ip.access aiming to simplify small cells as it extends Intel partnership

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Small cell provider ip.access has unveiled a new product aimed at simplifying deployment, as it extends its partnership with Intel.

The vendor has partnered with Cambridge Communication Systems to develop a new outdoor LTE small cell that has integrated wireless backhaul.

The unit comprises a 4G "nanoLTE" small cell and self-organising microwave backhaul, which only needs access to a power supply to work.

The company said the product is smaller than the "two box" solution that separates a small cell from backhaul. It added the new unit could help operators overcome planning restrictions and other difficulties in site acquisition.

Malcolm Gordon, CEO of ip.access, said: “We have deployed more than 1.8 million small cells to date. By partnering with CCS, we’re able to extend our plug-and-play philosophy outside the building, with a solution that self-configures the wireless backhaul, as well as the LTE small cell, significantly reducing the complexity of LTE small cell rollout."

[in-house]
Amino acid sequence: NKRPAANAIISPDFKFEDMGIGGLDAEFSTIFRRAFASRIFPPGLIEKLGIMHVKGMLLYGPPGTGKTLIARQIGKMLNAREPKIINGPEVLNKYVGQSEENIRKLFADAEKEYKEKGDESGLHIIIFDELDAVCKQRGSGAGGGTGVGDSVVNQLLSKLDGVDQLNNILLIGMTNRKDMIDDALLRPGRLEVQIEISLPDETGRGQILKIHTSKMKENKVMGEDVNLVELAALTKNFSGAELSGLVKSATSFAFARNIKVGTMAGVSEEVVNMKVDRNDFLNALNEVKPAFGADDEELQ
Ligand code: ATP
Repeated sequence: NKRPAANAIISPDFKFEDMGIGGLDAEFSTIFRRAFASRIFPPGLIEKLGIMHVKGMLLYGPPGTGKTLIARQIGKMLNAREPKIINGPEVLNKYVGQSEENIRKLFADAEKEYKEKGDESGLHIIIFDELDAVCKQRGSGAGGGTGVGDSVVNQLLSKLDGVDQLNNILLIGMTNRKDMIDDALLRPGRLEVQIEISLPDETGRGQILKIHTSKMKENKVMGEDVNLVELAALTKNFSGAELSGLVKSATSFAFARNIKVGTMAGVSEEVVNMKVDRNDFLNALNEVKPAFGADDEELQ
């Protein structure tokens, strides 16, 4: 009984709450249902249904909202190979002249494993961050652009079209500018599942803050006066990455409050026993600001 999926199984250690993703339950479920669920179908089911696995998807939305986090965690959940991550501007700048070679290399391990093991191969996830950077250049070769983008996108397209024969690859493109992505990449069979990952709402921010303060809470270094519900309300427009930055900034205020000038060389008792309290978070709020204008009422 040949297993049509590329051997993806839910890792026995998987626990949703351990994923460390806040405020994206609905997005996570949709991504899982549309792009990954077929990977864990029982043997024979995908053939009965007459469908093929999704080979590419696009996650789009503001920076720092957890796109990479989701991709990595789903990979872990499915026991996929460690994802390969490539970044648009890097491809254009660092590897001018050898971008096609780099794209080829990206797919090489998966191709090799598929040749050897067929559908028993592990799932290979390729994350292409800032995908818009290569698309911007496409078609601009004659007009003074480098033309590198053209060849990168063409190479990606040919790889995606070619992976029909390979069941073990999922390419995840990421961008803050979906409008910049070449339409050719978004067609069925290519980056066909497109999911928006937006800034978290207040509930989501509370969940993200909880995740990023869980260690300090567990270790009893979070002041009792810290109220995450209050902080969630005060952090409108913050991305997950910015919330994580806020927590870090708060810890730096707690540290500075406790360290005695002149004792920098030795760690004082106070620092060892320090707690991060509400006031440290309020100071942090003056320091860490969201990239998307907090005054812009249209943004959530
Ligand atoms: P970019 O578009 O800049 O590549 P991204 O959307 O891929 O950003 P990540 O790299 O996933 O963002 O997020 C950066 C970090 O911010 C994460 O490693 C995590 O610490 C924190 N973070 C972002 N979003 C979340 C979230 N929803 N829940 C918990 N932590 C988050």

Meanwhile, ip.access said it was using Intel's Transcede T3K and T2K system on chip (SoC) family of products in its Viper platform. The end-to-end platform, which was announced last week, is a mix of 3G and LTE access point, virtualised access control gateways and small cells as a service.

Viper also requires ethernet and mains power to be set up, with ip.access aiming the platform at small enterprises which have difficulty in getting indoor mobile coverage. The platform handles new cell provisioning and uses ip.access's multi-operator capability to provide indiscriminate coverage.

Gordon said: "We see the continued growth of demand for mobile communications around the globe and know that next generation small cells are the only way to meet it. Selecting a technology partner with the flexibility and power to support our goals is vital. Intel was the natural choice for us as its solutions extend our LTE and multi-standard roadmaps in a way that no-one else can match."